It is not up to you to decide whether a crime happened. It is up to you, however, to contribute to an environment where alleged victims feel comfortable pursuing justice without being victimized a second time.


Bystander intervention doesn’t need to involve heroics. Ask yourself: Do my words and actions help my community be a safe place for victims to report their crimes and deal with the aftermath of their assault? Or, am I contributing to a culture that imprisons victims in silence and shame?


The author would also like to share a video which can be found online with her main message called “Victim, Unashamed and Unsilenced” Dani Bostick TEDxColoradoSprings


If you know of someone that might benefit from SASARI’s resources, let them know how to find us.






Kind Regards,


SASARI Founder


*Featured image was found here:

Post Traumatic Super Delightful

Yesterday I attended Post Traumatic Super Delightful and I would like to start this post by including some information and resources provided to attendees upon entry.

Written and performed by Antonia Lassar

We believe that education is the strongest weapon we have to fight rape culture and sexual violence!  Sexual violence hurts everyone in a community, not just survivors and it’s everyone’s responsibility to be educated and accountable in this fight.  So happy learning!  We stand with survivors.  We stand with bystanders.  And we hope you stand with us.

Title IX legislation that protects students from gender based violence and discrimination is being ignored and violated at countless colleges across America.  While many schools are under investigation, most people are still uneducated about their rights on campus.  Title IX is a law that applies to all kinds of gender based discrimination, including sports among other things, and also including sexual assault.  If you believe that your school mishandled your case, you have the right to file a Title IX complaint.  You can find more information here:

To find your Title IX Coordinator:

Antonia’s performance was perfect and also so balanced.  It was the perfect balance between comedy and seriousness.  It was an hour of pure entertainment, but also awareness and education.

I found out about this event because of my involvement with Minnesota Coalition Against Sexual Assault (MNCASA).  I heard amazing things about the event and didn’t think twice about attending.  When I was waiting in line for the doors to open I was surprised when I talked to the lady in line behind me.  She came to the event because it was a part of Minnesota Fringe Festival which covered 11 days and included 174 different shows amongst 24 different locations.  I am still impressed at the variety of people Post Traumatic Super Delightful drew in.  I attended the final Minnesota show which took place at Phoenix Theater on Hennepin Avenue in Uptown Minneapolis.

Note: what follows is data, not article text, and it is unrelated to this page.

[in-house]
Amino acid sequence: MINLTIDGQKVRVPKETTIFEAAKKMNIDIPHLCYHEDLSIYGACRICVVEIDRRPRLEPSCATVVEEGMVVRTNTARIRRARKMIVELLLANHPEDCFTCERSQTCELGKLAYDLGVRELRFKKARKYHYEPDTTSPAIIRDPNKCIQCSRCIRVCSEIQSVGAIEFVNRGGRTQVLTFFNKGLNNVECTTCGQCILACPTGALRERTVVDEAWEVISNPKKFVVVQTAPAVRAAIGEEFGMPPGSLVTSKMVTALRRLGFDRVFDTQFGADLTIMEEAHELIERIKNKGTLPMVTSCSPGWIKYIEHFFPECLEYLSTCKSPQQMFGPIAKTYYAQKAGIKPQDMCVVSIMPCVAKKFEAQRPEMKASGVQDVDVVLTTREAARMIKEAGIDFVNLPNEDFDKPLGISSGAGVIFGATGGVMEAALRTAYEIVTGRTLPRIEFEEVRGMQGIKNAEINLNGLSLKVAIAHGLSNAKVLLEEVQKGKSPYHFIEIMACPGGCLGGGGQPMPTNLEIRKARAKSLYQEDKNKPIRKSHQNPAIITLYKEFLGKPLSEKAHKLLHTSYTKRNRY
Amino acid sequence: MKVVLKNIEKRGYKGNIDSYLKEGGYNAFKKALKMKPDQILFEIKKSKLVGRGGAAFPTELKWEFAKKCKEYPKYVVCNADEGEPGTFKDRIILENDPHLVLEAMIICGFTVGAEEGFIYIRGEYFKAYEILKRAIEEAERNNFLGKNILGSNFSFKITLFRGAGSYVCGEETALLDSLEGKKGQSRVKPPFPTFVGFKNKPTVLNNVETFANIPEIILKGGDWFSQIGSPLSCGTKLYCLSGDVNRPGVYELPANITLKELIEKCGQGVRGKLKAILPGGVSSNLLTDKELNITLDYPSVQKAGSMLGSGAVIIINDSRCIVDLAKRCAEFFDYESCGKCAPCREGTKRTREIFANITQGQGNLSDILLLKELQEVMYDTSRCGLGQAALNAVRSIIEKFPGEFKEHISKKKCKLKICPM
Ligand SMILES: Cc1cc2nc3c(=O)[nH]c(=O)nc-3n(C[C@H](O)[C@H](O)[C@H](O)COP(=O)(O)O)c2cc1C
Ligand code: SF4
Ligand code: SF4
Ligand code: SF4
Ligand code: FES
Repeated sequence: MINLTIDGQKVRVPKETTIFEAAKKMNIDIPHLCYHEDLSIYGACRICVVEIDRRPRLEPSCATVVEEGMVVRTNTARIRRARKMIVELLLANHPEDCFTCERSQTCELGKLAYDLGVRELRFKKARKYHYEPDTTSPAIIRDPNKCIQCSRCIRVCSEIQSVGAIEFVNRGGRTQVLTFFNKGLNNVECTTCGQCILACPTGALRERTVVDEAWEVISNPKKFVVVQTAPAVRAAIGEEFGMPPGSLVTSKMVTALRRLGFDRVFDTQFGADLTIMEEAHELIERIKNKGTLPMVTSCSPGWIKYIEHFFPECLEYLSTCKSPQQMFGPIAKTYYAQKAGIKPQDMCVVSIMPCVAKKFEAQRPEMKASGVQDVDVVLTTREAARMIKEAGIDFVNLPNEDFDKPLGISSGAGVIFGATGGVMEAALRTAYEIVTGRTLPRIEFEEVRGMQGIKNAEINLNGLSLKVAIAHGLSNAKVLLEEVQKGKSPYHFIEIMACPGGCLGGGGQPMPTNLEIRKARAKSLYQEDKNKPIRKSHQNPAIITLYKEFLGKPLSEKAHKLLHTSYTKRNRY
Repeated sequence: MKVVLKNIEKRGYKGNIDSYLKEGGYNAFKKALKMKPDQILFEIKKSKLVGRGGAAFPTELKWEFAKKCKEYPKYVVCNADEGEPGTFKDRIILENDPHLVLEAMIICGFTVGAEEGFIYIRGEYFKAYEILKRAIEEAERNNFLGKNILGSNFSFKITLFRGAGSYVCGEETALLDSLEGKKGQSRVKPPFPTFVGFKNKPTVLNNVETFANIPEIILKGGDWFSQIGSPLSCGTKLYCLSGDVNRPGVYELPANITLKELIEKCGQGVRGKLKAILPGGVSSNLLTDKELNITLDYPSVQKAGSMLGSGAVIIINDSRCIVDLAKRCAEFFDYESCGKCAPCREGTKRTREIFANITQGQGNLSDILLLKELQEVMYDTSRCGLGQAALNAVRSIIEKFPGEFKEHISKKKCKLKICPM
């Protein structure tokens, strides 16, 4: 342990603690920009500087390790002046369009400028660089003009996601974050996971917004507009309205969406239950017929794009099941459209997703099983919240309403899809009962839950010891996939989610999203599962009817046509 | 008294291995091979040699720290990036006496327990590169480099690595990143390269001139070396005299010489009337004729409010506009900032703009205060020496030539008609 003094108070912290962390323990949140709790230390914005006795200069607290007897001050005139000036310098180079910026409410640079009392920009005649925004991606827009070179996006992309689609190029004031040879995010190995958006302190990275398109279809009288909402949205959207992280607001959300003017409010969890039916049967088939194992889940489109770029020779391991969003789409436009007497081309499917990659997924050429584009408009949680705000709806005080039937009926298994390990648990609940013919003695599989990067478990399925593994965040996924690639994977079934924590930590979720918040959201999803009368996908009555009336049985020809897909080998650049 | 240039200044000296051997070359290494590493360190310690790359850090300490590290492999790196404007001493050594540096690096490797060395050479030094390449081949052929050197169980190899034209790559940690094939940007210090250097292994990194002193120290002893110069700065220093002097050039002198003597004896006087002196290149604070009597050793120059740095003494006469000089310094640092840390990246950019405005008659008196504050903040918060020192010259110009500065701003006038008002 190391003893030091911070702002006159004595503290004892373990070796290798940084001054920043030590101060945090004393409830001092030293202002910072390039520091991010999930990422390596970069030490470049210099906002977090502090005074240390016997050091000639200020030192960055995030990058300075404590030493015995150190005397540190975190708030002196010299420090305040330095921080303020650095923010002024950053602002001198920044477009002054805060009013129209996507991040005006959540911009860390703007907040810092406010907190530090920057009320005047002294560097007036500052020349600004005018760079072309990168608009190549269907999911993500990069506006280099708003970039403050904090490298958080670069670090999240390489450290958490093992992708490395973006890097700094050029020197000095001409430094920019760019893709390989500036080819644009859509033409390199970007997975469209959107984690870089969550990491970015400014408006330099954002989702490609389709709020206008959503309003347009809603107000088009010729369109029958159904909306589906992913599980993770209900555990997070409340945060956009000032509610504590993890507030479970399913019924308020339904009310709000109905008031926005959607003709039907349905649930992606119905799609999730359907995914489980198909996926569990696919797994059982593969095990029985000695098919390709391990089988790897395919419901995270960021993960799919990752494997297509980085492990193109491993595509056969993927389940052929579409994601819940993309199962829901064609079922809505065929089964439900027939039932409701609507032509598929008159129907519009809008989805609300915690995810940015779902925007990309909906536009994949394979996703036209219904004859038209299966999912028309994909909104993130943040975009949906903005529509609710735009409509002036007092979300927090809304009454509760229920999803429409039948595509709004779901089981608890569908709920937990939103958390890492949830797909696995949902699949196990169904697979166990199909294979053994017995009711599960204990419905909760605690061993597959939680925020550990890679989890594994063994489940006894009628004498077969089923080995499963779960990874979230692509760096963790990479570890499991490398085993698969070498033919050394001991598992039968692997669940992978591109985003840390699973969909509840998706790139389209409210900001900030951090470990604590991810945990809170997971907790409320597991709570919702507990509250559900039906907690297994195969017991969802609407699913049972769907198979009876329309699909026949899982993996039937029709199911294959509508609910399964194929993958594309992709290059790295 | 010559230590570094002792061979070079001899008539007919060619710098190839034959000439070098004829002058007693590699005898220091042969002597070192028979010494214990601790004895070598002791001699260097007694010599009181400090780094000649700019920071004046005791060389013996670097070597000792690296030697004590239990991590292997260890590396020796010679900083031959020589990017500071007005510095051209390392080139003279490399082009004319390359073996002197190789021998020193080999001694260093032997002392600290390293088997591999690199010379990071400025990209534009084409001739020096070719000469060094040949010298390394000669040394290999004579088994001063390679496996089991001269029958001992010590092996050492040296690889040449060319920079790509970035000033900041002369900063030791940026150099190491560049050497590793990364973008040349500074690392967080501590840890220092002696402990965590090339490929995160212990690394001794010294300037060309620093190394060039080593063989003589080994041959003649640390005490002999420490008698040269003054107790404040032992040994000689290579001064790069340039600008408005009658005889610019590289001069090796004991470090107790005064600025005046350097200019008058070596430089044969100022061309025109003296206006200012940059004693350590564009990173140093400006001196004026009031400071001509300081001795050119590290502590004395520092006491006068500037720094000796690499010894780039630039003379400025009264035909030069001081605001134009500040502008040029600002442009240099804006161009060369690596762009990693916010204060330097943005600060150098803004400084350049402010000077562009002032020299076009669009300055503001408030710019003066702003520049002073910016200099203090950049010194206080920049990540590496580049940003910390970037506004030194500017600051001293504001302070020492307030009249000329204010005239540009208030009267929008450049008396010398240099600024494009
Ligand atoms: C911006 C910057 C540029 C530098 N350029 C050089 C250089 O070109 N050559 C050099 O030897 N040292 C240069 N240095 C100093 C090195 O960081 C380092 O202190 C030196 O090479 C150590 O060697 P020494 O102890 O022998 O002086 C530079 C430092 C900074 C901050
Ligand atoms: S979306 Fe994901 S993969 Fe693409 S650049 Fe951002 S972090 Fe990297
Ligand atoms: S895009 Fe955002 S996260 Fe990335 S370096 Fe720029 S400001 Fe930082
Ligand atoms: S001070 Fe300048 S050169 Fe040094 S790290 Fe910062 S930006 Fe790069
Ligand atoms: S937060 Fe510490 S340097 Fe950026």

During the performance I was feverishly taking notes all while not being able to take my eyes off Antonia.  I would like to watch it over again to pay more attention to hidden messages.  It was that great of an experience, believe me.

In regards to study abroad I have the understanding that Title 9 (IX is the proper way for it to be addressed, but I don’t have the time or patience to understand roman numerals) is the only law that even comes close to applying to students being sexually assault abroad, but it is about as clear as mud.  I have an inclination that students aren’t reporting sexual assaults to study abroad programs and study abroad programs aren’t all reporting sexual assaults to the designated coordinator anyways.  I am all about consistency and think everybody needs to be on the same page in order for things to move forward in a positive manner.  I liked hearing Title 9 terminology like violation, complaint, filed/official, appeal suspension and think it got me motivated to do something because that is how little I have heard about Title 9 and study abroad sexual assault.